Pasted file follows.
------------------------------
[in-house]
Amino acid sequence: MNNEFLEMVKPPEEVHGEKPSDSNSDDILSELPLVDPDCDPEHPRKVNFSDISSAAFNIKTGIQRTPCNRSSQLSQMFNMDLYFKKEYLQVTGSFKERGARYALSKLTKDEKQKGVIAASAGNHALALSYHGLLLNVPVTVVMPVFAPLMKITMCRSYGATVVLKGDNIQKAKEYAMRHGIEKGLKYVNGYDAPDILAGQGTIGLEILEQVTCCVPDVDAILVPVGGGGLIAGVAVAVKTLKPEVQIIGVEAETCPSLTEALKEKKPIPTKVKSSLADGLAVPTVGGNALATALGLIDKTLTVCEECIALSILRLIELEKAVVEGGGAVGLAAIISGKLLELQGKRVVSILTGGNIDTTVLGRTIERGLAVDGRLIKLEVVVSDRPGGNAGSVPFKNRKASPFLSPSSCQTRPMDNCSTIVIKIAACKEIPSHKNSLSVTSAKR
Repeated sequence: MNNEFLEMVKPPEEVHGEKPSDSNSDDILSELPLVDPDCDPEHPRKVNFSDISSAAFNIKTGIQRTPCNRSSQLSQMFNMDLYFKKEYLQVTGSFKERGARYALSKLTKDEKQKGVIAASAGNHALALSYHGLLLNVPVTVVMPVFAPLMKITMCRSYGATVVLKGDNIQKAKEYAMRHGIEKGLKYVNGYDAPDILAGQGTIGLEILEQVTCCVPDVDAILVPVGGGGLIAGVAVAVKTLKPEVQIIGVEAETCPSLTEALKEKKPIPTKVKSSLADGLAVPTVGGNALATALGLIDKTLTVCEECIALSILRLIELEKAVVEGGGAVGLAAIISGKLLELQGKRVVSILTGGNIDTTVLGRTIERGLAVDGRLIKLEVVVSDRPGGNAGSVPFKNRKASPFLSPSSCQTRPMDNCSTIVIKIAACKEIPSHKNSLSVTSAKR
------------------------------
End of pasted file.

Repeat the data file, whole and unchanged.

[in-house]
Amino acid sequence: MNNEFLEMVKPPEEVHGEKPSDSNSDDILSELPLVDPDCDPEHPRKVNFSDISSAAFNIKTGIQRTPCNRSSQLSQMFNMDLYFKKEYLQVTGSFKERGARYALSKLTKDEKQKGVIAASAGNHALALSYHGLLLNVPVTVVMPVFAPLMKITMCRSYGATVVLKGDNIQKAKEYAMRHGIEKGLKYVNGYDAPDILAGQGTIGLEILEQVTCCVPDVDAILVPVGGGGLIAGVAVAVKTLKPEVQIIGVEAETCPSLTEALKEKKPIPTKVKSSLADGLAVPTVGGNALATALGLIDKTLTVCEECIALSILRLIELEKAVVEGGGAVGLAAIISGKLLELQGKRVVSILTGGNIDTTVLGRTIERGLAVDGRLIKLEVVVSDRPGGNAGSVPFKNRKASPFLSPSSCQTRPMDNCSTIVIKIAACKEIPSHKNSLSVTSAKR
Repeated sequence: MNNEFLEMVKPPEEVHGEKPSDSNSDDILSELPLVDPDCDPEHPRKVNFSDISSAAFNIKTGIQRTPCNRSSQLSQMFNMDLYFKKEYLQVTGSFKERGARYALSKLTKDEKQKGVIAASAGNHALALSYHGLLLNVPVTVVMPVFAPLMKITMCRSYGATVVLKGDNIQKAKEYAMRHGIEKGLKYVNGYDAPDILAGQGTIGLEILEQVTCCVPDVDAILVPVGGGGLIAGVAVAVKTLKPEVQIIGVEAETCPSLTEALKEKKPIPTKVKSSLADGLAVPTVGGNALATALGLIDKTLTVCEECIALSILRLIELEKAVVEGGGAVGLAAIISGKLLELQGKRVVSILTGGNIDTTVLGRTIERGLAVDGRLIKLEVVVSDRPGGNAGSVPFKNRKASPFLSPSSCQTRPMDNCSTIVIKIAACKEIPSHKNSLSVTSAKR